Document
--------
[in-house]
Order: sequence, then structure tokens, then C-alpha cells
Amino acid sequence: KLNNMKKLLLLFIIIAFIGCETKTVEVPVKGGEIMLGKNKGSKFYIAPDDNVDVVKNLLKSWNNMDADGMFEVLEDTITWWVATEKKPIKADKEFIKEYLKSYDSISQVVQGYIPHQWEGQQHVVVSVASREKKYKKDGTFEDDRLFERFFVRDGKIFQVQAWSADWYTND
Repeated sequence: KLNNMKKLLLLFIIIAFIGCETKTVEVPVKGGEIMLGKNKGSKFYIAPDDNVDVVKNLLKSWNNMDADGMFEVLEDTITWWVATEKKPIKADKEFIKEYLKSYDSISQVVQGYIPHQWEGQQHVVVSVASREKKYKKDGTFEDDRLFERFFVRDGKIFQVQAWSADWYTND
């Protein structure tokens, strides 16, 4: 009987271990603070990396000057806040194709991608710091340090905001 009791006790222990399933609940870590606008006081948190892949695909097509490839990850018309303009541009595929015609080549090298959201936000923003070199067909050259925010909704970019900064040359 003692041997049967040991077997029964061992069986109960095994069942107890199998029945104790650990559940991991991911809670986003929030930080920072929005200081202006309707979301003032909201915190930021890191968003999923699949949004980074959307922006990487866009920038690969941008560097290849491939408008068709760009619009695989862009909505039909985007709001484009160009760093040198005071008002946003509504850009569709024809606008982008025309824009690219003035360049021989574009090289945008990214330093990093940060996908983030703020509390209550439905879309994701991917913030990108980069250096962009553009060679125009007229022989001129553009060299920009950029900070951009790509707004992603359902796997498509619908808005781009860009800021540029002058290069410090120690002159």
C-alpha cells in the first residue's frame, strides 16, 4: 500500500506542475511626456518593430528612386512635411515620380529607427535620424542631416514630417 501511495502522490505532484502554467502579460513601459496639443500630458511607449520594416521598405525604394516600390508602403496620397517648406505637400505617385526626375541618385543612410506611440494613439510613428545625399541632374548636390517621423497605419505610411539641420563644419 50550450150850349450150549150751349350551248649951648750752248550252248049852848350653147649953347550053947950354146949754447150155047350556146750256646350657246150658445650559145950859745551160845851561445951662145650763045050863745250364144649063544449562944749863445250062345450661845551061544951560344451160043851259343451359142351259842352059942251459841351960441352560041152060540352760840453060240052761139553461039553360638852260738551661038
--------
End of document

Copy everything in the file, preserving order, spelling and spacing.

[in-house]
Order: sequence, then structure tokens, then C-alpha cells
Amino acid sequence: KLNNMKKLLLLFIIIAFIGCETKTVEVPVKGGEIMLGKNKGSKFYIAPDDNVDVVKNLLKSWNNMDADGMFEVLEDTITWWVATEKKPIKADKEFIKEYLKSYDSISQVVQGYIPHQWEGQQHVVVSVASREKKYKKDGTFEDDRLFERFFVRDGKIFQVQAWSADWYTND
Repeated sequence: KLNNMKKLLLLFIIIAFIGCETKTVEVPVKGGEIMLGKNKGSKFYIAPDDNVDVVKNLLKSWNNMDADGMFEVLEDTITWWVATEKKPIKADKEFIKEYLKSYDSISQVVQGYIPHQWEGQQHVVVSVASREKKYKKDGTFEDDRLFERFFVRDGKIFQVQAWSADWYTND
């Protein structure tokens, strides 16, 4: 009987271990603070990396000057806040194709991608710091340090905001 009791006790222990399933609940870590606008006081948190892949695909097509490839990850018309303009541009595929015609080549090298959201936000923003070199067909050259925010909704970019900064040359 003692041997049967040991077997029964061992069986109960095994069942107890199998029945104790650990559940991991991911809670986003929030930080920072929005200081202006309707979301003032909201915190930021890191968003999923699949949004980074959307922006990487866009920038690969941008560097290849491939408008068709760009619009695989862009909505039909985007709001484009160009760093040198005071008002946003509504850009569709024809606008982008025309824009690219003035360049021989574009090289945008990214330093990093940060996908983030703020509390209550439905879309994701991917913030990108980069250096962009553009060679125009007229022989001129553009060299920009950029900070951009790509707004992603359902796997498509619908808005781009860009800021540029002058290069410090120690002159």
C-alpha cells in the first residue's frame, strides 16, 4: 500500500506542475511626456518593430528612386512635411515620380529607427535620424542631416514630417 501511495502522490505532484502554467502579460513601459496639443500630458511607449520594416521598405525604394516600390508602403496620397517648406505637400505617385526626375541618385543612410506611440494613439510613428545625399541632374548636390517621423497605419505610411539641420563644419 50550450150850349450150549150751349350551248649951648750752248550252248049852848350653147649953347550053947950354146949754447150155047350556146750256646350657246150658445650559145950859745551160845851561445951662145650763045050863745250364144649063544449562944749863445250062345450661845551061544951560344451160043851259343451359142351259842352059942251459841351960441352560041152060540352760840453060240052761139553461039553360638852260738551661038